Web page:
Walsh brings WNHS first state championship
Years from now, when people look back at the history of Woodstock North High School, the date May 26, 2012, will hold significance. On that date, just three years after WNHS started competitive athletics, senior Jon Walsh became the school’s first athlete to win an IHSA state championship when he cleared 15 feet, 6 inches in pole vault at the Class 2A state championship in Charleston. His vault matched his personal best set earlier in the season.
“It’s awesome,” said WNHS athletic director Nic Kearfott. “It’s a great thing for the school. It’s a great thing for Jon.”
“It’s been a great ride,” said WNHS head coach John Fredericks. “Having a new school and a sport that has been there for three years, to have a state champ is surreal.”
Walsh was seeded in the top three pole-vaulters in Class 2A at the competition but almost didn’t make it to the finals. He struggled in the preliminaries May 25 with the heat and his pole and was one of the last two contestants to qualify.
“On Friday I didn’t really feel nervous, but the heat was definitely getting to me,” Walsh said. “The pole wasn’t working as efficiently as I wanted it to. It was over-bending. It was just really a bad day.”
“[Jon] did not perform well Friday,” Fredericks said. “Jon did not clear 14-3, and I wasn’t sure if he would make it. … We waited for the longest time to see if he would make it. …
A lot of it came down to the weather. It was very hot down there, and Jon’s pole was bending more than he was used to.”
The track was open after Friday’s competition, and Walsh and Fredericks made the most of the time putting in about an hour of practice.
“Coach told me I was running really slow, and I wasn’t getting off the pole,” Walsh said. “I took about 10 attempts at the pit and built my confidence up for the next day. The next morning I felt pretty confident and was just happy to be there, knowing I made it into the finals.”
Walsh also had qualified for state in high jump and triple jump, but he and Fredericks decided to scratch him from the events as one of his legs had been bothering him after the triple jump at the sectional tournament.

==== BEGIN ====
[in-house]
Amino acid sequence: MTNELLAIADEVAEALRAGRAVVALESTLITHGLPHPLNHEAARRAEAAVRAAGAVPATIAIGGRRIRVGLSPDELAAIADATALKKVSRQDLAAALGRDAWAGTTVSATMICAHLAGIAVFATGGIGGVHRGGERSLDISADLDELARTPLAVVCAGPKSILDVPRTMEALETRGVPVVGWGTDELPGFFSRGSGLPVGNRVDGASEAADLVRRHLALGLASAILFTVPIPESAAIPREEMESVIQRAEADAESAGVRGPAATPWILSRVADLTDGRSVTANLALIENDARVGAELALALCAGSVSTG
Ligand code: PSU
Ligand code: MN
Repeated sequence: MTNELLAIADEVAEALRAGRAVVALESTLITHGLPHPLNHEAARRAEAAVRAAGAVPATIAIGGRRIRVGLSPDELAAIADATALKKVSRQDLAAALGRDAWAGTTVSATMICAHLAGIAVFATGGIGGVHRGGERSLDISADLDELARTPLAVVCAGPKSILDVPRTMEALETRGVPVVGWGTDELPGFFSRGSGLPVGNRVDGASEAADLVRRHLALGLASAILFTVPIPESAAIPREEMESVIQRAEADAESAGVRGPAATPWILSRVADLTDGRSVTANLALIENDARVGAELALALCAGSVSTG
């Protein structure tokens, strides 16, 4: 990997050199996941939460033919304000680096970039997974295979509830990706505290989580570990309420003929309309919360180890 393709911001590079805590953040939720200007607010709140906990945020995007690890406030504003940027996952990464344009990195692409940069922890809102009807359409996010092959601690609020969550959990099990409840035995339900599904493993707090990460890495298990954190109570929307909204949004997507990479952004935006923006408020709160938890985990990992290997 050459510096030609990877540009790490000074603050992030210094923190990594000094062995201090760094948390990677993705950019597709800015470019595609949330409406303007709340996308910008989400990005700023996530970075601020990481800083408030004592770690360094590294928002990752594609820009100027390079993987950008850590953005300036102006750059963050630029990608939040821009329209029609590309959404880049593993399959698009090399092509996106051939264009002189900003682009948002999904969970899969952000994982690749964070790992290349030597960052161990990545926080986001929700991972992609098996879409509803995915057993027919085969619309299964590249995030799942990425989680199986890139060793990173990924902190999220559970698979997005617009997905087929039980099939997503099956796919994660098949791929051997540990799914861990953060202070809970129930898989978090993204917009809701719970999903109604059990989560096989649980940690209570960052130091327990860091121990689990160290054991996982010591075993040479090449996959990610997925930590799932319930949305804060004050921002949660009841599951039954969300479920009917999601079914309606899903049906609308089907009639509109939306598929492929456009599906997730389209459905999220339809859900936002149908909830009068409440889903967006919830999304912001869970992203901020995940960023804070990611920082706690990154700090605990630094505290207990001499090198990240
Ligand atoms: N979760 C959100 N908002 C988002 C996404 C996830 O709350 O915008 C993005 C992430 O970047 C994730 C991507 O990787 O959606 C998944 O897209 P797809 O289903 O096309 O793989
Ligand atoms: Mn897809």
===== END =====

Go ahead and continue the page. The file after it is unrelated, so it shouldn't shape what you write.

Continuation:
“It wasn’t worth it to have him triple jump and high jump when he was seeded as one of the top three pole-vaulters, so he focused all his energy there,” Fredericks said. “After the way he performed Friday, we were questioning the decision, but it worked out.”
The other issue Walsh needed to resolve was the over-bending of his pole. Walsh’s pole was rated at 175 pounds, and he felt he needed one to handle 180 pounds. His brother, Josh, was able to locate a pole for him, and his father, John, purchased it and got it to the tournament in time for the finals on the 26th.
According to Fredericks, it normally takes two to three weeks to break in a new pole, and most athletes would be affected by making such a sudden change, but “these are things that don’t affect Jon while they bother other people.”
“From a terrible Friday to getting a little bit of practice in and getting confidence to working with a new pole to winning a state championship is unreal,” Fredericks said. “Most kids could not deal with it, but Jon just pushes it away.”
Walsh used his old pole in the finals up to 14 feet, and, after that, he used the new pole.
“I warmed up with it, and it felt good,” Walsh said. “It wasn’t over-bending. … Definitely everyone was against me getting a new pole, but it actually worked out.”
Winning the state championship was Walsh’s goal all season, and he made sure his coach knew his objective. After winning, however, Walsh said he had a strange reaction.
“I’ve been thinking about this all season,” Walsh said. “I’ve been telling my coach that I was training to win state. I thought I would be more excited. I thought I would go crazy, but after they told me that I had won, I was just chill. … I think when I get older maybe it will set in. Inside I know what happened and feel great about it, but there hasn’t been any outside feelings shown.”
Next up for Walsh is college. He had hoped to hear from multiple schools but has only talked with Illinois State University. The coaching staff at ISU is interested in making Jon a decathlete and has a visit scheduled with him in the next few weeks.
“I think I have my heart set on ISU,” Walsh said. “I’ll probably end up going there.”
In the end, Walsh said he is happy the competition is behind him.
“It’s definitely a great feeling inside knowing that I accomplished the goal I had been trying to get all year,” Walsh said. “It felt like the whole world was lifted from my shoulders.”